NREL’s solar energy staff focuses near term on improving current technologies, particularly crystalline silicon (CS) solar cells, which represent about 90 percent of today’s market. "We work with existing solar companies to improve efficiencies and reduce the costs of CS cells," Surek says. "By extending their reliability and performance, we hope to extend the warranty on CS electricity generation products from 20 to 25 years out to 30 years or more, making them more cost-effective to deploy." An oddity in the current market, he notes, is that most of the world’s solar CS cells are manufactured by American companies, but few of these are sold and installed in the U.S. Europe, India, and China comprise the largest markets for solar cells.
Long term R&D efforts, Surek states, focus on thin-film technologies along with high-efficiency cell concentrators. Thin-film cells use materials like copper indium diselinide, cadmium telluride, and amorphous silicon. Down the road will come semiconductors made from advanced forms of carbon nitrates. "Over the past decade, these materials have been emerging from niche applications into the mainstream," especially flexible roofing tiles for commercial and residential structures. "Now industry is scaling up for mass production with a real promise for significantly lower costs than crystalline silicon, which itself has seen dramatically lower costs in recent years."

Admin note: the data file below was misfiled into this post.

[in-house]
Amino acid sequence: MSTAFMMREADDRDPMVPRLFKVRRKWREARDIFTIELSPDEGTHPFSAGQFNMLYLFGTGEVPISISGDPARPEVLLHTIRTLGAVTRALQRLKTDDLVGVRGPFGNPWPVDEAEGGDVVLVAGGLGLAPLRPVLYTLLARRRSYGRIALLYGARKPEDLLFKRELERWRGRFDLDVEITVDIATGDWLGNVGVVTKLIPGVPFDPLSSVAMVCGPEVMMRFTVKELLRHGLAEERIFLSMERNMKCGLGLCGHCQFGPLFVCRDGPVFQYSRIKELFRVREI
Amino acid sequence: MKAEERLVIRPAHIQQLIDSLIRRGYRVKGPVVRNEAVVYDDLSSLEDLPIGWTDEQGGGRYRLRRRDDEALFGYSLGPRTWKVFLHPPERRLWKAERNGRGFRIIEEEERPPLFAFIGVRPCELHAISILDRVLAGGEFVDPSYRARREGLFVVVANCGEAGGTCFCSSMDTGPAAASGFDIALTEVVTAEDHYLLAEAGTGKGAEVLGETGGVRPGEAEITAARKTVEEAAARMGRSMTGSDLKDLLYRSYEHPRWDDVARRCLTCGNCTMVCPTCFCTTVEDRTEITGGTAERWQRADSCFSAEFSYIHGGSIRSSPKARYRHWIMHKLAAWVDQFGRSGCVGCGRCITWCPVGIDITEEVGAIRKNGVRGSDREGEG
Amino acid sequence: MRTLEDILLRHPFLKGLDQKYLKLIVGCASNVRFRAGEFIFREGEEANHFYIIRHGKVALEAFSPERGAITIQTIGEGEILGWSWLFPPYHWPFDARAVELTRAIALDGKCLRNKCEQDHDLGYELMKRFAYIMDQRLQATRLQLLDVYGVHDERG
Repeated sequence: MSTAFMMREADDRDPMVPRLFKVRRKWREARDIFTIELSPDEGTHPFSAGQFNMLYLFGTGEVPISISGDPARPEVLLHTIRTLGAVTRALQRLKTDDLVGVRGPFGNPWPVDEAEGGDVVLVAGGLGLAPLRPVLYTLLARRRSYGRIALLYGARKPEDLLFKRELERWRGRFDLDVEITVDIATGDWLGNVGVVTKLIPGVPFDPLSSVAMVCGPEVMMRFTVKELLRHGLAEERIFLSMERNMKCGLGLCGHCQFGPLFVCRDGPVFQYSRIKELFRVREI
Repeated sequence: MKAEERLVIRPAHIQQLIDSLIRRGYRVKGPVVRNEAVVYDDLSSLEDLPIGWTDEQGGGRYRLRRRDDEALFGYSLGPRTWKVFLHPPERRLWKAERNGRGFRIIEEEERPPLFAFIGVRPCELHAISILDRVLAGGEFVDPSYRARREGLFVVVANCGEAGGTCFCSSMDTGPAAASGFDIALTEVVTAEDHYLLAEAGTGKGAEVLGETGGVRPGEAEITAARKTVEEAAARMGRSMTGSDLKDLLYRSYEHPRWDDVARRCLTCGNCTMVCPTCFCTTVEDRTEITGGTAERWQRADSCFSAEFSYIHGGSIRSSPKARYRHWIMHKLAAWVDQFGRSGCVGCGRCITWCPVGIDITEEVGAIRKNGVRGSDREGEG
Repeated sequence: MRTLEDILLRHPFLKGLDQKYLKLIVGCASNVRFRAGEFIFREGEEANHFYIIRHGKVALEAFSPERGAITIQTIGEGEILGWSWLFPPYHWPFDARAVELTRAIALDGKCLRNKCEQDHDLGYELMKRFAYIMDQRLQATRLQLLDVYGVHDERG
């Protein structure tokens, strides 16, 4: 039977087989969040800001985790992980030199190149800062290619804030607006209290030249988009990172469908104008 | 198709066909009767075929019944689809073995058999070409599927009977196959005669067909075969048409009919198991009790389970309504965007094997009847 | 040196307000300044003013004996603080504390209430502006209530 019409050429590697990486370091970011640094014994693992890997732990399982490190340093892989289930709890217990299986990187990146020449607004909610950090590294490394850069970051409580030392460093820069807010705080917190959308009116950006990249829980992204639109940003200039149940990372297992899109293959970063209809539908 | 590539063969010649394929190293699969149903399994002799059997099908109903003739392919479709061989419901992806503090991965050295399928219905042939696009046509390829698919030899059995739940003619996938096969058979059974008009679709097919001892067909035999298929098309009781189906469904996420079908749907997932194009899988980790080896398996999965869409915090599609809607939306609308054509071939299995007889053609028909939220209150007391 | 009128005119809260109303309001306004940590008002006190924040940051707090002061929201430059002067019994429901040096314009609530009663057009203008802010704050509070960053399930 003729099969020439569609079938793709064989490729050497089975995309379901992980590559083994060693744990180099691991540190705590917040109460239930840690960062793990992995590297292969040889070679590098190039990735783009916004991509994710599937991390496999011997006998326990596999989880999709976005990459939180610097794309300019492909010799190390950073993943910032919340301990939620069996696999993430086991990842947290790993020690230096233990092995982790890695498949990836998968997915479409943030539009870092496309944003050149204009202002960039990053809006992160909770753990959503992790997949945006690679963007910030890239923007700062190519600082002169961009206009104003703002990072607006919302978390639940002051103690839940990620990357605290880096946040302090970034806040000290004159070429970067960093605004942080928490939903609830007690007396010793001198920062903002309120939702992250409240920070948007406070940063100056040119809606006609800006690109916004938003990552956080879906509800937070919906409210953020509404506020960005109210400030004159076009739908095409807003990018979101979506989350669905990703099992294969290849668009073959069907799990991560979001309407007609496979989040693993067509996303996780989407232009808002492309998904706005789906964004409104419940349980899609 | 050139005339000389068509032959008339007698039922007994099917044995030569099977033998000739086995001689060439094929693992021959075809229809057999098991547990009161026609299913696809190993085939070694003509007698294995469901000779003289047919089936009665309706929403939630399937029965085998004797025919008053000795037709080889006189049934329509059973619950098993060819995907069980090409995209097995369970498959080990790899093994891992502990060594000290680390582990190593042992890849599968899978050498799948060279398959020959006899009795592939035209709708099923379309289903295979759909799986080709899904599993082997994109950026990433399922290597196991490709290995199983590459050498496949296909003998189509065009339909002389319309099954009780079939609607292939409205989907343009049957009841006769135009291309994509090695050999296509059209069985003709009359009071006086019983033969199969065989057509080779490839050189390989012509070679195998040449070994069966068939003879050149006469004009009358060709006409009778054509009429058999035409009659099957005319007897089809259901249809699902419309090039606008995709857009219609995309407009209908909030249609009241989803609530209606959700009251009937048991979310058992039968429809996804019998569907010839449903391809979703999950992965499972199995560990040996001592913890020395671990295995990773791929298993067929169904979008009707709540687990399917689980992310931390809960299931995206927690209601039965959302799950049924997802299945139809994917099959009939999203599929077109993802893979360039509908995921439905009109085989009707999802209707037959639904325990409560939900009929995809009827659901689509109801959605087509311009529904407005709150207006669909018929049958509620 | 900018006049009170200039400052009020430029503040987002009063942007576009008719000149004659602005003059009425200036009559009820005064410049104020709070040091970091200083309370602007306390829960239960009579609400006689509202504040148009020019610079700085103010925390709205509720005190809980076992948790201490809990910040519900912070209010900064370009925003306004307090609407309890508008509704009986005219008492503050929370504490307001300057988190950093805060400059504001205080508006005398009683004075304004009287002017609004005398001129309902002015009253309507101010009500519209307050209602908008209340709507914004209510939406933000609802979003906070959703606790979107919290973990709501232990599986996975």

Surek pins his highest hopes on the high-efficiency cell concentrators. A CS cell today only converts a fraction of the sunlight it sees to usable electricity, dissipating the rest to heat. Because different solar cell materials respond to different frequencies of the light spectrum, researchers are learning how to stack these cells between transparent membranes so that each compound cell can become more productive. CS cells typically have an efficiency rating of 25 percent in the lab under optimal conditions, but only 12 to 15 percent in the field. By comparison, thin-film cells average 19 percent efficiency in the lab and only 7 to 10 percent in the field. Stacking these cells into a concentrator cell has increased efficiency to 37 percent in the lab and 25 percent in the field. Teams are working on increasing the efficiency beyond 40 percent.